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J Agric Food Chem. 2013 Oct 30;61(43):10209-14. doi: 10.1021/jf305085r. Epub 2013 May 28.

Industrially applicable strategies for mitigating acrylamide, furan, and 5-hydroxymethylfurfural in food.

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  • 1Dipartimento di Scienze degli Alimenti, University of Udine , via Sondrio 2/A, 33100 Udine, Italy.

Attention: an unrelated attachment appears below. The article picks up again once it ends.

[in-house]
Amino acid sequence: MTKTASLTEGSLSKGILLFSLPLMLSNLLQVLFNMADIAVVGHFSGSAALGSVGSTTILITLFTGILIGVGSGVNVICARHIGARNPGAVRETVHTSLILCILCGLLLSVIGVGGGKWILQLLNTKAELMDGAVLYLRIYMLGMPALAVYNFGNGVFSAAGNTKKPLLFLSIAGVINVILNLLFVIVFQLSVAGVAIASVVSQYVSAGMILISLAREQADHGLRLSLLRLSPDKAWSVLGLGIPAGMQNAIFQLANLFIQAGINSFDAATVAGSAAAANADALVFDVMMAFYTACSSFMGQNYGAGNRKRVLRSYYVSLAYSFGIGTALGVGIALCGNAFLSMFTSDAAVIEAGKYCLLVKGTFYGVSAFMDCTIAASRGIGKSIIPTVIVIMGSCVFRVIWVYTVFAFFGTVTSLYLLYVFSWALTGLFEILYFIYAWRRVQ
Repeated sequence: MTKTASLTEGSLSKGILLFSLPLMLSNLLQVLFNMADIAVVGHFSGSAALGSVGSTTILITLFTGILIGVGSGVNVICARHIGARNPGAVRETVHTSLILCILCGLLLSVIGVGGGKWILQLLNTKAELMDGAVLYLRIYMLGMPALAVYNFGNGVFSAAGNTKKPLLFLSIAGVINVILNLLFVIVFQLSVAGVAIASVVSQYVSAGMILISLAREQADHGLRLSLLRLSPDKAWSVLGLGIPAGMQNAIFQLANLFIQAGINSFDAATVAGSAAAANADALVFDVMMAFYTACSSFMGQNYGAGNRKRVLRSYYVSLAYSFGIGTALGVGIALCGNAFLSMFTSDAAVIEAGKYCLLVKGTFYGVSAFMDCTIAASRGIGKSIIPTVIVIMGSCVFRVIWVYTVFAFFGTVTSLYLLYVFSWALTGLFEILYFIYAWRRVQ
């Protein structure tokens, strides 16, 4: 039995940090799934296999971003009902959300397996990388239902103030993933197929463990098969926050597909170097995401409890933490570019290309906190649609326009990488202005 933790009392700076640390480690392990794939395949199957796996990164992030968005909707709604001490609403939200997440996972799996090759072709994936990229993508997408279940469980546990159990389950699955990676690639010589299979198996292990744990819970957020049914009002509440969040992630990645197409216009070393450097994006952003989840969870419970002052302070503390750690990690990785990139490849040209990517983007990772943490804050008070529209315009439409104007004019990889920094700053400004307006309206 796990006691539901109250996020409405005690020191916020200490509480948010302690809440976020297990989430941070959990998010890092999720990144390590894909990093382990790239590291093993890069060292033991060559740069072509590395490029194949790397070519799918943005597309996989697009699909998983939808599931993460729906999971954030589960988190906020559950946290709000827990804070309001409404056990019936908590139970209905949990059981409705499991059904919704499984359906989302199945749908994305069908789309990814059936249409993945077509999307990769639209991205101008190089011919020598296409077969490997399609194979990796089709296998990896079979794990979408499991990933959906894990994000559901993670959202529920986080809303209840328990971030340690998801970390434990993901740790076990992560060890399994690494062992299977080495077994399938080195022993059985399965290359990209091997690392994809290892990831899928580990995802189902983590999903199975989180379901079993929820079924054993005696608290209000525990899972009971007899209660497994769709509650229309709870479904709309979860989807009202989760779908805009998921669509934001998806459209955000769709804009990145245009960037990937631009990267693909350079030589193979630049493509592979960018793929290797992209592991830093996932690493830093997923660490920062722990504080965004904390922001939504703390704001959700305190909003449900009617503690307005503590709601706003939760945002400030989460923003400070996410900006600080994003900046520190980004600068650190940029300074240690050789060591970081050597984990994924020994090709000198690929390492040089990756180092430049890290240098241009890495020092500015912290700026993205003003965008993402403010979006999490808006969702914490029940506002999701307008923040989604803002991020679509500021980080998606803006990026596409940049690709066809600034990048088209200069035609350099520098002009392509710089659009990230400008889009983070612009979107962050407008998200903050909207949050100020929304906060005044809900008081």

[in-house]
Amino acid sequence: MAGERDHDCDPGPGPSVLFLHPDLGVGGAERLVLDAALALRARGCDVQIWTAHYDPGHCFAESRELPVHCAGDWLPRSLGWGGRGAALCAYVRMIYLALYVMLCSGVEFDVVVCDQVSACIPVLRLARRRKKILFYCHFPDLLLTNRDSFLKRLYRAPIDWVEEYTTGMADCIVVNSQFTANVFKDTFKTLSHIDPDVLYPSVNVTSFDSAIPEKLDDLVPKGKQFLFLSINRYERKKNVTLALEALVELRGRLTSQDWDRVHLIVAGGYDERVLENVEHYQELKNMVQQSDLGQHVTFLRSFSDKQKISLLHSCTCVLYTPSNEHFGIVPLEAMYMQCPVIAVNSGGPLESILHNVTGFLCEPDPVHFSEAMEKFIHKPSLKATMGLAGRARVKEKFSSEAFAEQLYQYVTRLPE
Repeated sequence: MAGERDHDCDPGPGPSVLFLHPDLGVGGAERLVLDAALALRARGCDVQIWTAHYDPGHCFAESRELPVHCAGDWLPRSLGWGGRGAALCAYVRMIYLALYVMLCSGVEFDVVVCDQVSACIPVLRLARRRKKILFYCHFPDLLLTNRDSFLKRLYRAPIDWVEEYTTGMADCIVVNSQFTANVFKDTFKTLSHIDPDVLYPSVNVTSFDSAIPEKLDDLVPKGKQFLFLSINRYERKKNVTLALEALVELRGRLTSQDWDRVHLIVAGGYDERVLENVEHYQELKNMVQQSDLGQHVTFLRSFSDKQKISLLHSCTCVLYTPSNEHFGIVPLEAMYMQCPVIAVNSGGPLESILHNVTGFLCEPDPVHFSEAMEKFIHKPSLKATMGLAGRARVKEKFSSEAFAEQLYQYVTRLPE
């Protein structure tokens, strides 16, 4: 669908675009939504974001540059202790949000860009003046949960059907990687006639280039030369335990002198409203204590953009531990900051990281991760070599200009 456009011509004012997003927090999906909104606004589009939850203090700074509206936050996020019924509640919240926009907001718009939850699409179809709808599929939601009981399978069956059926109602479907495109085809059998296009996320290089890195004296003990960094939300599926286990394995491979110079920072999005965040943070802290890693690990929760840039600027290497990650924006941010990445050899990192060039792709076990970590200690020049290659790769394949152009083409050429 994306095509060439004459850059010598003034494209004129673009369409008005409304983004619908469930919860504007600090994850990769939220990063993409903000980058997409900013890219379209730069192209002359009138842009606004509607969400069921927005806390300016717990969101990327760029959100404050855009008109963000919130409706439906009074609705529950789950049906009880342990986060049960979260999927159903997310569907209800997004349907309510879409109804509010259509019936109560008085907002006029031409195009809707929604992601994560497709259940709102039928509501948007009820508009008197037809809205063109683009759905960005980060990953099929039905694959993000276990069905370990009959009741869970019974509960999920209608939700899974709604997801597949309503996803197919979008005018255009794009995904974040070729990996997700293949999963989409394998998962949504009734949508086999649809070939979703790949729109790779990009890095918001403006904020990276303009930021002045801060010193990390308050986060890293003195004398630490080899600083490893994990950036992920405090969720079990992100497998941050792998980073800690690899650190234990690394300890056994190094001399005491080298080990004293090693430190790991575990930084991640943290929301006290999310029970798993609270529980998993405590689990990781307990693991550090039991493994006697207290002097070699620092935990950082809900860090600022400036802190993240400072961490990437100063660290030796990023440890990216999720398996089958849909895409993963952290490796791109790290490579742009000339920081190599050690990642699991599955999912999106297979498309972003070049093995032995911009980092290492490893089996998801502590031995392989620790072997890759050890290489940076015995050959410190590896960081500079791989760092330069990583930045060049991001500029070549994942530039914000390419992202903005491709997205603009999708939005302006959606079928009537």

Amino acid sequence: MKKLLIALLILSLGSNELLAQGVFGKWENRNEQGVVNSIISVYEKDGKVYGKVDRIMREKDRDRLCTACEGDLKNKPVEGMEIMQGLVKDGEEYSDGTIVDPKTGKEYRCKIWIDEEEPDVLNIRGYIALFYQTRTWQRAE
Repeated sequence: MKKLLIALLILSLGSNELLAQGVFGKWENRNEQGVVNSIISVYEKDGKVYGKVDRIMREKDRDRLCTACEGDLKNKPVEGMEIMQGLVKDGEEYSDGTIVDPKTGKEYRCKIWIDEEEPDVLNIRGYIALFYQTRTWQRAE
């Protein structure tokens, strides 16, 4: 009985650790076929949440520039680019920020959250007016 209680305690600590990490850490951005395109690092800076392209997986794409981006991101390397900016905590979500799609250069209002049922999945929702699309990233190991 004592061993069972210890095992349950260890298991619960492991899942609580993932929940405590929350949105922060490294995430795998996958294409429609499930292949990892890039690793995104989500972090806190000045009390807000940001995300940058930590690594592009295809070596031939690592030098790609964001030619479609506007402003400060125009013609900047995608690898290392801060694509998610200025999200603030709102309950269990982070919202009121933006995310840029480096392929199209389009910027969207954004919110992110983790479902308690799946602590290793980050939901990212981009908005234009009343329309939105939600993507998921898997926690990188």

Acrylamide and furanic compounds, such as furan and 5-hydroxymethylfurfural (HMF), are formed in a variety of heat-treated commercial foods. They are known to be toxic and, according to the International Agency for Research on Cancer, "possibly carcinogenic to humans". As this gave rise to concern, research was carried out to study their metabolism and toxicity and elucidate the mechanistic pathways of formation. So far, many papers have been published on acrylamide, furan, and HMF occurrence, precursors and mechanisms of formation, toxicity, and detection methods, as well as on possible routes to reduce their levels in food and, thus, consumer intake. This paper reviews the interventions suggested in the literature to mitigate the presence of acrylamide and furanic compounds in food. In particular, some technological measures potentially exploitable at the industrial level are discussed extensively. These are (i) preventive strategies based on the use of asparaginase and thermal input reduction (i.e., low temperature-long time dehydration; dielectric heating) and (ii) removal intervention by means of vacuum treatment, aimed to remove the already formed acrylamide and furanic compounds from the finished product.

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